Καὶ ὁ λόγος σὰρξ ἐγένετο καὶ ἐσκήνωσεν ἐν ἡμῖν, καὶ ἐθεασάμεθα τὴν δόξαν αὐτοῦ, δόξαν ὡς μονογενοῦς παρὰ πατρός, πλήρης χάριτος καὶ ἀληθείας.
Καὶ ὁ λόγος σὰρξ ἐγένετοHow do you know that λογος is the subject and not σαρξ? What kind of conjunction is και?
See the evolution of ἐσκήνωσεν:
This is a prepositional phrase. What part of speech is εν? What is the OP (cf. here)? Is the phrase adverbial or adjectival? What word does it modify? Which of the adverbial/adjectival questions is being answered?
καὶ ἐθεασάμεθα τὴν δόξαν αὐτοῦ
δόξαν ὡς μονογενοῦς παρὰ πατρός
πλήρης χάριτος καὶ ἀληθείας.
It is a good idea to learn how to use MBG. Here’s how:
- First, you need to find the lexical form of the word you are analyzing. The lexical form of χάριτος is χαρις. MBG gives n3c(1) as the code for this noun (see the index in the back). If you go to MBG p. 194, you’ll see the paradigm. This will help you parse it. Compare this with the case endings.
- The lexical form of ἀληθείας is αληθεια. MBG gives its code as n-1a. You’ll find the information for these nouns on page 168 of MBG.
Ἰωάννης μαρτυρεῖ περὶ αὐτοῦ καὶ κέκραγεν λέγων·
μαρτυρεῖWhat is the squiggly line over the iota in μαρτυρει? A circumflex often indicates that a contraction has occurred.
Notice the reduplication.
οὗτος ἦν ὃν εἰπον·
ἦν is from ειμι.
- Notice that the gender and number of ον agree with ουτος since that is what it modifies (BBG 14.9).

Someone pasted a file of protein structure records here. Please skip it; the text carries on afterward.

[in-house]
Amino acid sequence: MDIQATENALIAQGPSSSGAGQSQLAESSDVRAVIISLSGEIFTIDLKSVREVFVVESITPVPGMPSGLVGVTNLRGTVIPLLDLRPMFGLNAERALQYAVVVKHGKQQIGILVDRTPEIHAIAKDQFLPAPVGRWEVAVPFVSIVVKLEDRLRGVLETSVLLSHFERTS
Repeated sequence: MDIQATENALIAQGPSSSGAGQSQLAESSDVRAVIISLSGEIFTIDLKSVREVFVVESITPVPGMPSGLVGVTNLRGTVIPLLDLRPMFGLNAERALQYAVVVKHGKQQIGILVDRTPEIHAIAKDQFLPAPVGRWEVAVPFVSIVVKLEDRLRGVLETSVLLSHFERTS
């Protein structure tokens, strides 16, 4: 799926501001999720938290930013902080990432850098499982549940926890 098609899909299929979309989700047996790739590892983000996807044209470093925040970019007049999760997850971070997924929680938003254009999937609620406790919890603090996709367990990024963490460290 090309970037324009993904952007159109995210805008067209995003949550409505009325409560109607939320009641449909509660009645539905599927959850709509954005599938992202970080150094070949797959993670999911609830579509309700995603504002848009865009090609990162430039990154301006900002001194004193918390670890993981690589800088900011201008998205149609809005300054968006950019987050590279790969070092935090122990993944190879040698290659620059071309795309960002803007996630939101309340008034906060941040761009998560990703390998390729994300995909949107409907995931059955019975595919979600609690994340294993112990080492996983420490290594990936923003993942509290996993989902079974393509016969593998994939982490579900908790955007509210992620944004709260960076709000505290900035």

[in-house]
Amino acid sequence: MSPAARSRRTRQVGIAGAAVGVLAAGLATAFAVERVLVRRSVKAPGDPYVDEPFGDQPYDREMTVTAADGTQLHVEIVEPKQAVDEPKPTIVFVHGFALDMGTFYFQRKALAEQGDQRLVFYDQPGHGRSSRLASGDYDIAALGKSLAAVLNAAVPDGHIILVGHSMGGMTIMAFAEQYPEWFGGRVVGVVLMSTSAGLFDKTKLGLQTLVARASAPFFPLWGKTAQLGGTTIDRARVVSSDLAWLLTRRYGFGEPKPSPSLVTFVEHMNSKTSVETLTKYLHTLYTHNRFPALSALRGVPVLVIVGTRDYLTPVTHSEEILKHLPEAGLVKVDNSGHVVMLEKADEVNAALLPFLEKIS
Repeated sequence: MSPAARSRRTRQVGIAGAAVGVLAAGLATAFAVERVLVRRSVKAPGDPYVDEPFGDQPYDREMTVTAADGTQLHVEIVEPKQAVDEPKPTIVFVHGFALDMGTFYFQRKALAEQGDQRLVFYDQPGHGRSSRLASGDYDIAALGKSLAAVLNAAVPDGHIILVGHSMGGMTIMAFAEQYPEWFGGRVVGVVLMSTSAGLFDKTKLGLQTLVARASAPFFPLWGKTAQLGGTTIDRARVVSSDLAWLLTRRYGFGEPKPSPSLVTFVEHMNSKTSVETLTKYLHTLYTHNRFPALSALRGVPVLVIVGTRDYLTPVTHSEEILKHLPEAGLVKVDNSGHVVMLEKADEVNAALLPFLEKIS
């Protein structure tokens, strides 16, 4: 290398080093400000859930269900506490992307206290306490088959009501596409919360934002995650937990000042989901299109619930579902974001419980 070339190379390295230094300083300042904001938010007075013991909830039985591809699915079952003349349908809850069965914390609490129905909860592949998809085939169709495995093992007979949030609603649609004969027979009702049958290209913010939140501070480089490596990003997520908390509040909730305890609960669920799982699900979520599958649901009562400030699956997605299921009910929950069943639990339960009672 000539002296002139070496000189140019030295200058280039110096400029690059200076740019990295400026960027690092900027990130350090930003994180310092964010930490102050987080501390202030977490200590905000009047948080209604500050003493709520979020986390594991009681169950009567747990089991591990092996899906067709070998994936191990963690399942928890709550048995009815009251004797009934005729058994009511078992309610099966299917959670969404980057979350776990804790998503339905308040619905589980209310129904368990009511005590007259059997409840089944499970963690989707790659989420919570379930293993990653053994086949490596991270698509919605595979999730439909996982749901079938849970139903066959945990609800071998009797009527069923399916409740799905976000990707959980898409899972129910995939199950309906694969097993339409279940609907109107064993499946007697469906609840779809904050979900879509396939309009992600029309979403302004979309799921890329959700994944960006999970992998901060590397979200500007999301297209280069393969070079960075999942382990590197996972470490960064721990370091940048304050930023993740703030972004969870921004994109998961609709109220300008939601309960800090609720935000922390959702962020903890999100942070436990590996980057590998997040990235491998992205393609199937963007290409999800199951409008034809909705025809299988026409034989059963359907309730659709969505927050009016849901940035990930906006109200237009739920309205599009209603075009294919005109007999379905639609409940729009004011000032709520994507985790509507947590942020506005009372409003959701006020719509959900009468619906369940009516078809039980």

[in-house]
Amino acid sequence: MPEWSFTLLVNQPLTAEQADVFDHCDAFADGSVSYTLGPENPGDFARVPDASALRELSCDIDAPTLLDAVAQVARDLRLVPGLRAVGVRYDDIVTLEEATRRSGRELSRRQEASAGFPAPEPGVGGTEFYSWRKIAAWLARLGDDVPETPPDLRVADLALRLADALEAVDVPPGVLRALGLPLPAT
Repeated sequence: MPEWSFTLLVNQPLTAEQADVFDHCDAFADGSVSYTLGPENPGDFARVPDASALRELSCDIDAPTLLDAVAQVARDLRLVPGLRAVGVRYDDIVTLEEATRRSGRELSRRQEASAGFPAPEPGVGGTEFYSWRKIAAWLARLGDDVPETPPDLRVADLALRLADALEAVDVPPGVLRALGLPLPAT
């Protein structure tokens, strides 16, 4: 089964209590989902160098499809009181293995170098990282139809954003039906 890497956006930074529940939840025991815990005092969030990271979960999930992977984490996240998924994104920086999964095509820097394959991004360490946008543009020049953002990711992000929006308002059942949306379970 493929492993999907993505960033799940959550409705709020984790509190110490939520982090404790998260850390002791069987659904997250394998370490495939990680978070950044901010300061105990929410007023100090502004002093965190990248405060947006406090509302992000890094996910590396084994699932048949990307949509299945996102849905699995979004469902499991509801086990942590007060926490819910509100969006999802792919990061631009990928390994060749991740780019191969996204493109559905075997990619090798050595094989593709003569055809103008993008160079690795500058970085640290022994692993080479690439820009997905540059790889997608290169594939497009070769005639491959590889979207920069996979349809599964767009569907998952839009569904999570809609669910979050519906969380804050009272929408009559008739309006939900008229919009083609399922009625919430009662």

- Notice that that case of ον reflects the fact that it is the the object of ειπον. (BBG 14.10)
ὁ ὀπίσω μου ἐρχόμενος ἔμπροσθεν μου γέγονεν,
Understand the difference between direct and indirect discourse.
ὁ ὀπίσω μου ἐρχόμενος
Since it is articular, it must be adjectival; and hence, either attributive or substantival. Here it is substantival, “the One Who comes…” Since it is substantival, it must be functioning as a noun. Here it is the subject of γεγονεν.
οπισω μου is modifying ερχομενος.
ἔμπροσθεν μουWhat part of speech is εμπροσθεν? What is the OP?
ὅτι πρῶτος μου ἦν.
Another dependent clause. οτι can actually be either a subordinating conjunction or a relative pronoun. Sometimes, it means “because…” (a subordinating conjunction). Other times, it means “that…” (a relative pronoun). Only the context can decide. Here, it is likely a subordinating conjunction. Hence, the dependent clause is adverbial and modifies γεγονεν.